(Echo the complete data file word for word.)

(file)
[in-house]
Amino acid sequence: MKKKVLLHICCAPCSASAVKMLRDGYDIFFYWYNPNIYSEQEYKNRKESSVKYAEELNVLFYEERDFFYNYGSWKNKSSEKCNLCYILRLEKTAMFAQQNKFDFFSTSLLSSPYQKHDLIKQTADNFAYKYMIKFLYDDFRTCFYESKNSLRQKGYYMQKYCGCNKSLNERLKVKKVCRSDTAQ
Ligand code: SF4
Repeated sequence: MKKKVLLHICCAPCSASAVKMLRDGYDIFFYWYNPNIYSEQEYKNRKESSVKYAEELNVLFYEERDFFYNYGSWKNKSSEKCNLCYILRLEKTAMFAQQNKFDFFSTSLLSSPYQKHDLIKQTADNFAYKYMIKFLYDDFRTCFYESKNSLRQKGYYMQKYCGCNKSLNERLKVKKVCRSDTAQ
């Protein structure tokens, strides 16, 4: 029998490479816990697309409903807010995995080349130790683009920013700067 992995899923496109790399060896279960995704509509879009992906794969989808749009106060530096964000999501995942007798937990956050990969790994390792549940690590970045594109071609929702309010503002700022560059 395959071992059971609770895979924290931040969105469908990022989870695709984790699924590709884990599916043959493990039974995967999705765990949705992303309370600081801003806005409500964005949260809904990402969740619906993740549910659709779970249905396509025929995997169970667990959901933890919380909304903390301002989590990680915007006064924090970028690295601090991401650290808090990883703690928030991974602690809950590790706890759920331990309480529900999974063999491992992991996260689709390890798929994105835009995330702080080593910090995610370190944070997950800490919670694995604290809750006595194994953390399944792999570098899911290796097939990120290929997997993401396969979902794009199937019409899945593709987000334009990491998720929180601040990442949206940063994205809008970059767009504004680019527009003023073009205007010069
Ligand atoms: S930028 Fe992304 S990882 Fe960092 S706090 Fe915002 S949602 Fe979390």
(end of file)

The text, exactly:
[in-house]
Amino acid sequence: MKKKVLLHICCAPCSASAVKMLRDGYDIFFYWYNPNIYSEQEYKNRKESSVKYAEELNVLFYEERDFFYNYGSWKNKSSEKCNLCYILRLEKTAMFAQQNKFDFFSTSLLSSPYQKHDLIKQTADNFAYKYMIKFLYDDFRTCFYESKNSLRQKGYYMQKYCGCNKSLNERLKVKKVCRSDTAQ
Ligand code: SF4
Repeated sequence: MKKKVLLHICCAPCSASAVKMLRDGYDIFFYWYNPNIYSEQEYKNRKESSVKYAEELNVLFYEERDFFYNYGSWKNKSSEKCNLCYILRLEKTAMFAQQNKFDFFSTSLLSSPYQKHDLIKQTADNFAYKYMIKFLYDDFRTCFYESKNSLRQKGYYMQKYCGCNKSLNERLKVKKVCRSDTAQ
């Protein structure tokens, strides 16, 4: 029998490479816990697309409903807010995995080349130790683009920013700067 992995899923496109790399060896279960995704509509879009992906794969989808749009106060530096964000999501995942007798937990956050990969790994390792549940690590970045594109071609929702309010503002700022560059 395959071992059971609770895979924290931040969105469908990022989870695709984790699924590709884990599916043959493990039974995967999705765990949705992303309370600081801003806005409500964005949260809904990402969740619906993740549910659709779970249905396509025929995997169970667990959901933890919380909304903390301002989590990680915007006064924090970028690295601090991401650290808090990883703690928030991974602690809950590790706890759920331990309480529900999974063999491992992991996260689709390890798929994105835009995330702080080593910090995610370190944070997950800490919670694995604290809750006595194994953390399944792999570098899911290796097939990120290929997997993401396969979902794009199937019409899945593709987000334009990491998720929180601040990442949206940063994205809008970059767009504004680019527009003023073009205007010069
Ligand atoms: S930028 Fe992304 S990882 Fe960092 S706090 Fe915002 S949602 Fe979390």